Thursday, May 17, 2012

Escaping the Destroying Angel: The Passover, The Great Supper, and the Word of Wisdom

Although it was a little behind schedule, on monday the Orem 31st ward celebrated Pesach (the Passover) with a seder dinner (Passover dinner) graciously hosted by Daniel Peterson and his wife.  I have attended several seders, including a few dinners with Jews in the Holy Land, but this was the best that I have been privileged to attend thus far.

A key to understanding the Passover is contained in the word "remember".  The Feast of the Passover served to commemorate the Lord's merciful deliverance of the Israelites from the bondage of Pharaoh and the Egyptians, particularly the passing over (פֶּסַח Pesach) of the Israelite homes when God smote the firstborn of the Egyptians.  (Ex. 12:27;13:15)

As part of this act of remembrance, an ordinance of the Mosaic law required all males of the covenant people to appear before the Lord three times each year: during Pesach (the Feast of Unleavened Bread, during Shavuot (the Feast of Weeks), and during Sukkot (the Feast of Tabernacles). (Ex. 23:14–17Deut. 16:16)  Although this ordinance could not be observed frequently during the tumultuous times of the Old Testament, by the era of the New Testament the Jews were gathering more regularly to keep the three feasts and to remember the deliverance of their fathers. (see LDS Bible Dictionary, Feasts)

To escape the final and worst plague of those that the Lord inflicted upon Egypt, the slaying of all first born sons,  a lamb without blemish, with none of its bones broken, was slain by the congregation in the evening, and its blood sprinkled on the lintels and side posts of the doors of Israelite homes.  The first Passover meal consisted of the roasted lamb, unleavened bread, and bitter herbs, symbolic of the haste of departure and the bitterness of the captivity.

Over time the ceremony changed, but the theme of remembrance remained central to the celebration of the Passover. As we gathered together on Monday to celebrate the Passover, we participated in the symbolic meal and traditions, partaking of bitter herbs and other foods.  We sang and glorified God with the Hallel (which is the root of the word, Hallelujah, meaning, Praise Jehovah), we ate the unleavened bread, and drank the juice of the fruit of the vine.

Although the Passover was celebrated and is still celebrated in retrospective remembrance of the Israelites' deliverance from the physical bondage in Egypt, the ceremony foreshadowed Jesus Christ's Last Supper with his disciples and his Atoning Sacrifice.  Jesus instituted the sacrament, and then, as the Lamb without blemish, was slain for the sins of the world, to deliver the penitent from the spiritual bondage of sin.

Since the destruction of the temple in Jerusalem, the Jews still celebrate the Feast of Unleavened Bread, but not the Feast of the Passover, which is to say, they do not offer a sacrificial lamb. In addition to these and other feasts, each Sabbath the Jews still commemorate God's day of rest from creation, as well as the deliverance from Egypt.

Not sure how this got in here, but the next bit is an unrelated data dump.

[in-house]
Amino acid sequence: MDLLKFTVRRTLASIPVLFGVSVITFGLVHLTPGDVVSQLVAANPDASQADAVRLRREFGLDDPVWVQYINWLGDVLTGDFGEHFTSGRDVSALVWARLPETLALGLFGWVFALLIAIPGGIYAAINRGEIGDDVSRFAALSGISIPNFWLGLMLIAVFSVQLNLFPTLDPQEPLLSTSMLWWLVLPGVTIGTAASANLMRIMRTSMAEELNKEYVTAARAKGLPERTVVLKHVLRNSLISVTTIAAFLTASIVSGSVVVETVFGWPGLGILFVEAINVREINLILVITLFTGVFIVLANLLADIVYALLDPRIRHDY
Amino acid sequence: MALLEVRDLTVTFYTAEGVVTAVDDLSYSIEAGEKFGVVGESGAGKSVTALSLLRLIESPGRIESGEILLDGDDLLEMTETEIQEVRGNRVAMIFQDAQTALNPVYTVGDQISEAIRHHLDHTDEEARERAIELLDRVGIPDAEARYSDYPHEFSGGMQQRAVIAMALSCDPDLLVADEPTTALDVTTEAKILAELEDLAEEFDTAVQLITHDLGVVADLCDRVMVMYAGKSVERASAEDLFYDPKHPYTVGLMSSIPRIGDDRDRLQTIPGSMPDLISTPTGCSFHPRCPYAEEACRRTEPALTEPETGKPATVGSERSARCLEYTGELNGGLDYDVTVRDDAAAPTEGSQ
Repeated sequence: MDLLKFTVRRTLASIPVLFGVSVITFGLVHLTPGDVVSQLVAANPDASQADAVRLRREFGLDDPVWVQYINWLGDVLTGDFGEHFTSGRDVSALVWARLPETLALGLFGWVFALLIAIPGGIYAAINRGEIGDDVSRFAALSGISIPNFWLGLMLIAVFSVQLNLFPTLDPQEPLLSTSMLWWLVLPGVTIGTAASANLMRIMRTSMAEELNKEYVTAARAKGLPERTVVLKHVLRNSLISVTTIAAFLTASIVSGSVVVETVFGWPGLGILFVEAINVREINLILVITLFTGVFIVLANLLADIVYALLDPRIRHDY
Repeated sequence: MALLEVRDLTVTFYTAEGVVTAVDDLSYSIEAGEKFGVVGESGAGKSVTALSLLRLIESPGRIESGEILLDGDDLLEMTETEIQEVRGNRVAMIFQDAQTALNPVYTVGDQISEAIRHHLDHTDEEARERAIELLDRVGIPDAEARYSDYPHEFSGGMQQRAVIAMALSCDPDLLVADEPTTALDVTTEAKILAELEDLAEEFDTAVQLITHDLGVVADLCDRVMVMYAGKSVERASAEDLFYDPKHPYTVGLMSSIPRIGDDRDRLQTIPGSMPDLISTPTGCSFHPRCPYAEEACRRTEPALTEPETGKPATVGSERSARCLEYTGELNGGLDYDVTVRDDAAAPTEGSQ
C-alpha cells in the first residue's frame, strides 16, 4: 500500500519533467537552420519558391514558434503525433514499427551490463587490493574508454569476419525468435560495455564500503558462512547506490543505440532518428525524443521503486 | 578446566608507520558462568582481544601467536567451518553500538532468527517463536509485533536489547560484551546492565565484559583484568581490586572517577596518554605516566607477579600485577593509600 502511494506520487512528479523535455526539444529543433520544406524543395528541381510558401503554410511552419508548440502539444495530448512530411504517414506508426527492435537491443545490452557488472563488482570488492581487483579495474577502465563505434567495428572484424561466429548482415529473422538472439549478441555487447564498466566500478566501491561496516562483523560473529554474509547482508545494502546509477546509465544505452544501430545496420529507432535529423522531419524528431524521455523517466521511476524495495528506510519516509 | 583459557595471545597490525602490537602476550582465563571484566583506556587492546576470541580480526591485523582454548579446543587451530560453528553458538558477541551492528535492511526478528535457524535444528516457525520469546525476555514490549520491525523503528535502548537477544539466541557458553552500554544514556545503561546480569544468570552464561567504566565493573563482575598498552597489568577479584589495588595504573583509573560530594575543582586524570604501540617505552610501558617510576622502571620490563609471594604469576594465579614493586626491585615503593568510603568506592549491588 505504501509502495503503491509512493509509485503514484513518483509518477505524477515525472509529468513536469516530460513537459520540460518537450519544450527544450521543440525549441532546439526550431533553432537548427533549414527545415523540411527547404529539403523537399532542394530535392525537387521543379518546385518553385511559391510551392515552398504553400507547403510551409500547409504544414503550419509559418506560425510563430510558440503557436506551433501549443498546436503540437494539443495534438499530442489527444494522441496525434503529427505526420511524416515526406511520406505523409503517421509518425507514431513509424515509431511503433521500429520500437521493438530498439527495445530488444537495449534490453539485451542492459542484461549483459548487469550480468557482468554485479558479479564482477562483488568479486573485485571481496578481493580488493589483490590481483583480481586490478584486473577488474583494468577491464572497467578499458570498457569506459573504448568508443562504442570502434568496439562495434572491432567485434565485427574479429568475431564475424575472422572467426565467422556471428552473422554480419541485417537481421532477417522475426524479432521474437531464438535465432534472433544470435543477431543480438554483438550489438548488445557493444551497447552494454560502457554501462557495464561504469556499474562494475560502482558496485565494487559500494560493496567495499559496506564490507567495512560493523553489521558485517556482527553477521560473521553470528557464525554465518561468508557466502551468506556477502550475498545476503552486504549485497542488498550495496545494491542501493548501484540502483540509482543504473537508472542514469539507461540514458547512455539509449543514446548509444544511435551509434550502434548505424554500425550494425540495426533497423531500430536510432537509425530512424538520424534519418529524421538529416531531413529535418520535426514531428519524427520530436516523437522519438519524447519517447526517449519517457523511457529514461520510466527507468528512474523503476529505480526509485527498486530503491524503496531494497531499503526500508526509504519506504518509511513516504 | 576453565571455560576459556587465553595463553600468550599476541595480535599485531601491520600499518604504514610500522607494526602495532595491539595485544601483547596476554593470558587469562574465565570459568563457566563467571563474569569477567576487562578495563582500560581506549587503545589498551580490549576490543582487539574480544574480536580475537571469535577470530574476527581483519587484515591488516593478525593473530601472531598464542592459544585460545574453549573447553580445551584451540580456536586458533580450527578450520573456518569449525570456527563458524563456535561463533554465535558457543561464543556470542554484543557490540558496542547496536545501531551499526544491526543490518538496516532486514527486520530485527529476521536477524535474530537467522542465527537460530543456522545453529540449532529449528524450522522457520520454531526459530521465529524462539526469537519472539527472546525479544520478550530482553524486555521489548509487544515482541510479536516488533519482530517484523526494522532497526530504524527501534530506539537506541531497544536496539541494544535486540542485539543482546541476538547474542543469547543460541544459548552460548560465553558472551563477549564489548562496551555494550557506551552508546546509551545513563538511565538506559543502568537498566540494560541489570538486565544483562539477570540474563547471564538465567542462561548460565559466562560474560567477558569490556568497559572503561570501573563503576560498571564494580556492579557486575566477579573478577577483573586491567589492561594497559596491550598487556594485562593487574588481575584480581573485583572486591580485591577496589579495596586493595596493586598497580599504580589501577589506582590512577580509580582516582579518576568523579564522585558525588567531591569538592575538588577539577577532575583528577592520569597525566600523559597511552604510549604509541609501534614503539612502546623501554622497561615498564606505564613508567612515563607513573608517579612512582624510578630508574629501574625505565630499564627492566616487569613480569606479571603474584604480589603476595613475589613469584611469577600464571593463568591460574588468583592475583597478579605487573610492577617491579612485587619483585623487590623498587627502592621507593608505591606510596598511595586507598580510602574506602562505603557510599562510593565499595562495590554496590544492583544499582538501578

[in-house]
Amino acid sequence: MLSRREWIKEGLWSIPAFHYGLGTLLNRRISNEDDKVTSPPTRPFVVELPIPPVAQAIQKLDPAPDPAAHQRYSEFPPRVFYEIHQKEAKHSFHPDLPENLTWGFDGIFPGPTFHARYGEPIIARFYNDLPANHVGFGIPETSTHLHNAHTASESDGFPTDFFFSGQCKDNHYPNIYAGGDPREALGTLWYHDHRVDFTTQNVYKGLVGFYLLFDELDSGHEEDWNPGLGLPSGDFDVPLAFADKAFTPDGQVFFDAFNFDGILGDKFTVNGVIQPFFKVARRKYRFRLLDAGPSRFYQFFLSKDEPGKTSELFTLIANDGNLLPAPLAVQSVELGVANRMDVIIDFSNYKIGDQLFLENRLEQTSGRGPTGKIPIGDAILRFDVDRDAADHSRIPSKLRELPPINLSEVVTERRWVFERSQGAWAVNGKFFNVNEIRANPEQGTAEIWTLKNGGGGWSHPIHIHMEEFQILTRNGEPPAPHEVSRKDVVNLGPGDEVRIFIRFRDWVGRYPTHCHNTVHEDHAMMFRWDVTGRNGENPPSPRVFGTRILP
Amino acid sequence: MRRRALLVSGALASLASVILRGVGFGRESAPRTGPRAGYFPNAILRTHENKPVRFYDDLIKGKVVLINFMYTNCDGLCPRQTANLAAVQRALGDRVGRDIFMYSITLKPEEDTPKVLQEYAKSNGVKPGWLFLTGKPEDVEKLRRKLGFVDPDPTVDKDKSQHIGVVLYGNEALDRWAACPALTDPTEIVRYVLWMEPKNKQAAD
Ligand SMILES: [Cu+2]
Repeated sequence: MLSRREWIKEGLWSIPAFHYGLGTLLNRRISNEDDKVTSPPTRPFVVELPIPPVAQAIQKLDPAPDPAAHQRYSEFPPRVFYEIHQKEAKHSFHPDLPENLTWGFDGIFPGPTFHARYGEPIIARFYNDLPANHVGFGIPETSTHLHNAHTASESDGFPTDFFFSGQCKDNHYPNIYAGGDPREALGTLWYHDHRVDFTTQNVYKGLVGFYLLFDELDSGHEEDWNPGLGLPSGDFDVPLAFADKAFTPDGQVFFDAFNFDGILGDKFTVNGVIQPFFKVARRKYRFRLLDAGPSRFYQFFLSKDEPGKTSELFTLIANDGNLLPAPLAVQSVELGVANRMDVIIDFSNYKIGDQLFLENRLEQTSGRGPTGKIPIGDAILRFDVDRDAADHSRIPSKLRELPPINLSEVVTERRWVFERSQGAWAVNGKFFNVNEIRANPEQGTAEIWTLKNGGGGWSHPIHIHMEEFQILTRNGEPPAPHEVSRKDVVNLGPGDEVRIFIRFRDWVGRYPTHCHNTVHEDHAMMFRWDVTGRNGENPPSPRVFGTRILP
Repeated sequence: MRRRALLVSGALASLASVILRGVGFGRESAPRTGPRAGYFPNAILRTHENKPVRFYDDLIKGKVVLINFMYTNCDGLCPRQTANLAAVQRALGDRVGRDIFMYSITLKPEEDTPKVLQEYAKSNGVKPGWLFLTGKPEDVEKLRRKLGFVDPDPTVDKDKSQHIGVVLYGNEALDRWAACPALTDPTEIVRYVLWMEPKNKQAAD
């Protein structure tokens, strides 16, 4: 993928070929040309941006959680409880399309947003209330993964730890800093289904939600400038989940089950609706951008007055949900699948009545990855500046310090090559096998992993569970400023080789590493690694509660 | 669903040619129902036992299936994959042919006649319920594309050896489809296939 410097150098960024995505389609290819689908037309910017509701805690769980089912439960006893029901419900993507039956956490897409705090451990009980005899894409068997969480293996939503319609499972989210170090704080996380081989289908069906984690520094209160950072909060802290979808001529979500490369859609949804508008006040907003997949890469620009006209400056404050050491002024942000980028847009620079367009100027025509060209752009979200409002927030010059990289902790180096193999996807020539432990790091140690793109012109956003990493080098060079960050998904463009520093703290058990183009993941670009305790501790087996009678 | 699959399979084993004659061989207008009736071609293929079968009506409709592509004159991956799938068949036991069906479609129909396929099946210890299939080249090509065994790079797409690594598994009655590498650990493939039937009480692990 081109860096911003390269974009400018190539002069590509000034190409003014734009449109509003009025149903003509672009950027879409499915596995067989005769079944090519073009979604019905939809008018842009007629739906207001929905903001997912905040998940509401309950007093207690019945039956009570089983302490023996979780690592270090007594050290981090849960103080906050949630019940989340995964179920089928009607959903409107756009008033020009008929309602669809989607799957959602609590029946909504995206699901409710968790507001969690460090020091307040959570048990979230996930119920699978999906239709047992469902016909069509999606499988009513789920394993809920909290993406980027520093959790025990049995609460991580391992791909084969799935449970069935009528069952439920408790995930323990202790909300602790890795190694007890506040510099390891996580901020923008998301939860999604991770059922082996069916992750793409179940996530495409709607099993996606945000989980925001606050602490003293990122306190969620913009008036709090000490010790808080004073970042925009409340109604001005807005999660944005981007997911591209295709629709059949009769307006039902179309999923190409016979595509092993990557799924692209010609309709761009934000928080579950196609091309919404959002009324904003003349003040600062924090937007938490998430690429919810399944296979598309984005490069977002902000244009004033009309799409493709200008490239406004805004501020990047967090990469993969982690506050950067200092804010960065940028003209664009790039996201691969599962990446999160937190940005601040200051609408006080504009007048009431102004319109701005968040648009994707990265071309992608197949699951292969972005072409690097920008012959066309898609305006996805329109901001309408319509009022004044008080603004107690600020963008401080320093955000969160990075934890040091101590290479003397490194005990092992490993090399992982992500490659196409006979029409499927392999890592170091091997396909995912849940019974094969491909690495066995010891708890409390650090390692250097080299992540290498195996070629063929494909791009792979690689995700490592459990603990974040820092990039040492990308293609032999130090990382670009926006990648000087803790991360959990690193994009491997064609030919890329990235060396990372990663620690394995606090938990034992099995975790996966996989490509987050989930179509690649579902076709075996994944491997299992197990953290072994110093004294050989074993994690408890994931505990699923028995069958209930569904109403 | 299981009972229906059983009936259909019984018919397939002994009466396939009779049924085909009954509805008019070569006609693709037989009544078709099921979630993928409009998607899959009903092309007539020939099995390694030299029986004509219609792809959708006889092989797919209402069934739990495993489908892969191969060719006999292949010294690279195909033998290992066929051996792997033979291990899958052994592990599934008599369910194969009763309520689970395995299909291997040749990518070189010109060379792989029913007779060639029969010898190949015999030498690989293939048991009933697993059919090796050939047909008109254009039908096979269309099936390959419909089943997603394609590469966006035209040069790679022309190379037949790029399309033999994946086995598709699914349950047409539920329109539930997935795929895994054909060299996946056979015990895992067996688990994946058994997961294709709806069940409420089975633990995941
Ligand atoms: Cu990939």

Although members of the Church of Jesus Christ of Latter-day Saints do not usually celebrate the Passover, it is a feast of remembrance that parallels the sacrament of the Lord's supper in many ways. Partaking of the sacrament, like celebrating the Passover, is a retrospective remembrance of deliverance, but it also foreshadows a future feast, namely, the great marriage supper of the Lamb, when Christ will return again:

 8 And also that a feast of fat things might be prepared for theapoor; yea, a feast of fat things, of wine on the blees well refined, that the earth may know that the mouths of the prophets shall not fail;
 9 Yea, a supper of the house of the Lord, well prepared, unto which all anations shall be invited.
 10 First, the rich and the learned, the wise and the noble;
11 And after that cometh the day of my power; then shall theapoor, the lame, and the blind, and the deaf, come in unto thebmarriage of the Lamb, and partake of the csupper of the Lord, prepared for the great day to come. (D&C 58:8-11)

This passover was an event of retrospective remembrance that increased my appreciation for God's deliverance of the children of Israel from the physical bondage of Egypt, as well as God's deliverance of the penitent from the spiritual bondage of sin. But it also served as a reminder to look forward and to prepare for the feast described in the Lord's parable of the great supper.  

Just as the destroying angel passed over the Israelite houses that had the blood of the lamb sprinkled upon the lintels and the side posts, there is also a present passover promise to those who keep the commandments and observe the Lord's law of health:

  And all saints who remember to keep and do these sayings, walking in obedience to the    
commandments, ashall receivebhealth in their navel and marrow to their bones;

 19 And shall afind bwisdom and great ctreasures of dknowledge, even hidden treasures;

 20 And shall arun and not be bweary, and shall walk and not faint.
 21 And I, the Lord, give unto them a promise, that theadestroying angel shall bpass by them, as the children of Israel, and not slay them. Amen.